Most churches that make online giving available to members and others have experienced general revenue increases of between 1% and 6% in the past several years. That’s a good thing.
Recently, however, churches are increasingly being scammed by individuals who take advantage of those same “e-commerce” mechanisms.
A previously unknown donor, let’s call him Tom Wilson, makes an online contribution of $5,000. The next morning, he calls the church and says, “I just realized I made a terrible mistake. I thought I was donating $50 to the church, and I accidentally donated $5,000. I really need to have the money refunded as soon as possible, or a whole bunch of checks I’ve written are going to bounce.”
The church treasurer is contacted and goes online to verify the $5,000 contribution. Sure enough, there is one posted from Tom Wilson; so the treasurer honors the refund request and posts a $4,950 refund, which goes directly from the church’s bank account to Tom’s bank account.
Two days later, when the online donor service processes the actual funds transfer to the church’s account, the sending bank denies the transfer due to insufficient funds. The $5,000 donation is now a “chargeback,” and the funds are unavailable to the church. Not only that, but transaction fees are paid on both incoming and refunded money, which could be up to 3% each way, or another $300 lost. Calls to the “donor” are met with a familiar sounding voice: “The number you have dialed is not in service at this time. If you feel you have reached this recording in error … .”
The church paid the refund and transaction fees with its own money before the funds transfer was denied, and Tom the criminal pocketed $4,950. If Tom manages to do that successfully just once each business day for a year, it represents more than $1.2 million in lost money to churches and other charities that fall victim to his scam.
First, the church needs to adopt – and adhere to – a donation policy that generally disfavors refunds of any kind. This is consistent with IRS rules that anticipate deductible donations are an irrevocable transfer from donor to charity (any right of revocation renders the donation nondeductible). As with all but capital giving donations (such as a building fund), donors should understand that they have no expectation of obtaining a refund unless a genuine accident has occurred, and that the church has the absolute right to use the funds in any manner that furthers its exempt purposes – which means the money might not actually be used as the donor intended.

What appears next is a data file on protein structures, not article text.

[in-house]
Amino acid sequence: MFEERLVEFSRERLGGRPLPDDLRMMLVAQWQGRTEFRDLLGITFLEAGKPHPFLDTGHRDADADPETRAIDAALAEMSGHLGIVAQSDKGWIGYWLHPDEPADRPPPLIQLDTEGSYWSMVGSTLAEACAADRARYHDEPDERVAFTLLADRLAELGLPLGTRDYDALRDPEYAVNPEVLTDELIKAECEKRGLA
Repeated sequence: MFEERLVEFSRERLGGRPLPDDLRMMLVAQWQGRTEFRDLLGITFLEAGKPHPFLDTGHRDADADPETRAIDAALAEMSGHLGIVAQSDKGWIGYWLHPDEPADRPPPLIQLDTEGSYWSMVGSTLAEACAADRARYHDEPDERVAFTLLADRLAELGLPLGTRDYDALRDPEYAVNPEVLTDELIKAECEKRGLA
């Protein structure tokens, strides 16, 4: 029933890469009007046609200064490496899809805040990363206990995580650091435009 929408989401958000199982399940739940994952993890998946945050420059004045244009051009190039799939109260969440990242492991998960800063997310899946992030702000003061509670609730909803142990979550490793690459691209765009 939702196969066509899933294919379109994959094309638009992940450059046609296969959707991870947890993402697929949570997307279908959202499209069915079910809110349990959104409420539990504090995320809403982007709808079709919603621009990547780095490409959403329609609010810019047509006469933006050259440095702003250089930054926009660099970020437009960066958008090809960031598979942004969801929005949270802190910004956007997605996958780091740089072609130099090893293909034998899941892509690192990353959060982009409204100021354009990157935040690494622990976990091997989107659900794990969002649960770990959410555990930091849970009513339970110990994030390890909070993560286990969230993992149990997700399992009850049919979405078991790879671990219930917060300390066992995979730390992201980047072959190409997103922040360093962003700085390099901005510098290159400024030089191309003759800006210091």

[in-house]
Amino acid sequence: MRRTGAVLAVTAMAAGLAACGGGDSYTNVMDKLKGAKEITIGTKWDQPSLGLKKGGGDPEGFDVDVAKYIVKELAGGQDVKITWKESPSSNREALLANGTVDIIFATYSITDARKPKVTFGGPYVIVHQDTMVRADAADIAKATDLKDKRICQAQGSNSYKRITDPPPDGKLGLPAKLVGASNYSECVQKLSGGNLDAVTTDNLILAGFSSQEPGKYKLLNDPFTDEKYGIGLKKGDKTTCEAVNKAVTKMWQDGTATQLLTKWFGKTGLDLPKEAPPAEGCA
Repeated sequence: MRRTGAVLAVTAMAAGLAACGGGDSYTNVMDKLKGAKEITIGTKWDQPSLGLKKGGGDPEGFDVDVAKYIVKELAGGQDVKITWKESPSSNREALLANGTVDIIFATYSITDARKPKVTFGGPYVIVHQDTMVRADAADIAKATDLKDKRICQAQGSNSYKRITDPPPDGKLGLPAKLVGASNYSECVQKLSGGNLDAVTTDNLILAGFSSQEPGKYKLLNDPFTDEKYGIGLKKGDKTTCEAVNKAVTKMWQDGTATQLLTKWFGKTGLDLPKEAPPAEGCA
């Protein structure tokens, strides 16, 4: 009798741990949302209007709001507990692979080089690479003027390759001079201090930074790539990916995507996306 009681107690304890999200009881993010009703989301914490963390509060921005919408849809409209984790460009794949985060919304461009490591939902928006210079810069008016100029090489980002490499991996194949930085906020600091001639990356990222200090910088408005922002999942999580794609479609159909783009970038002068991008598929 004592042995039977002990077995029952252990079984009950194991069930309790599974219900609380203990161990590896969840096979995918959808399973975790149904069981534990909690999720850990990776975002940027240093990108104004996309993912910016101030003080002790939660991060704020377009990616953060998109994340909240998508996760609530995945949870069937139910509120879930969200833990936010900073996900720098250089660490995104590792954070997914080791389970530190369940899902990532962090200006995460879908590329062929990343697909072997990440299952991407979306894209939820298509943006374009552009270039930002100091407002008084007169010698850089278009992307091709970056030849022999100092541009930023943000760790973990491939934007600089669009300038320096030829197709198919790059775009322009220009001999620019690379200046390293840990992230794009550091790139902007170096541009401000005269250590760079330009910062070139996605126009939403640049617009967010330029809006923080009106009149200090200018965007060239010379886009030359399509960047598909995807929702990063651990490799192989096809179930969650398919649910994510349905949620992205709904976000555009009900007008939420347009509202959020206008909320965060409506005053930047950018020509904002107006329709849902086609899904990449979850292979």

Of course, a church that consistently used what should be restricted money for other purposes would soon see a giving decline, which is why donors’ earmarks should be honored more often than not. (If the church later abandons a capital project and wants to use the funds for another purpose, identifiable donors must first be offered a return of their contribution, which would be taxable if a deduction had previously been taken; or asked for permission to use the funds in another manner.)
Second, church treasurers – or others who manage the church’s online giving – should know that it usually takes a minimum of two to three banking days for online donations to clear and post to the church’s account. Immediate refunds, the essence of this scam, should never be issued. Even if the church were inclined to issue a refund to a known or unknown donor, the donor should expect to be “inconvenienced” for a few days while the church waits to make sure the original donation processes as expected – the same as it should with deposited donor checks.
A church victimized in this manner must report the loss to law enforcement. It could be a simple fraud, or it could actually represent a broader money laundering scheme – a crime that rarely, if ever, involves churches. Under some newer insurance policies, the loss might even be covered as a type of “cybercrime.”
For more information on this and other policies and procedures, contact the CSBC HR and church compliance ministry at 559-256-0858 or email@example.com.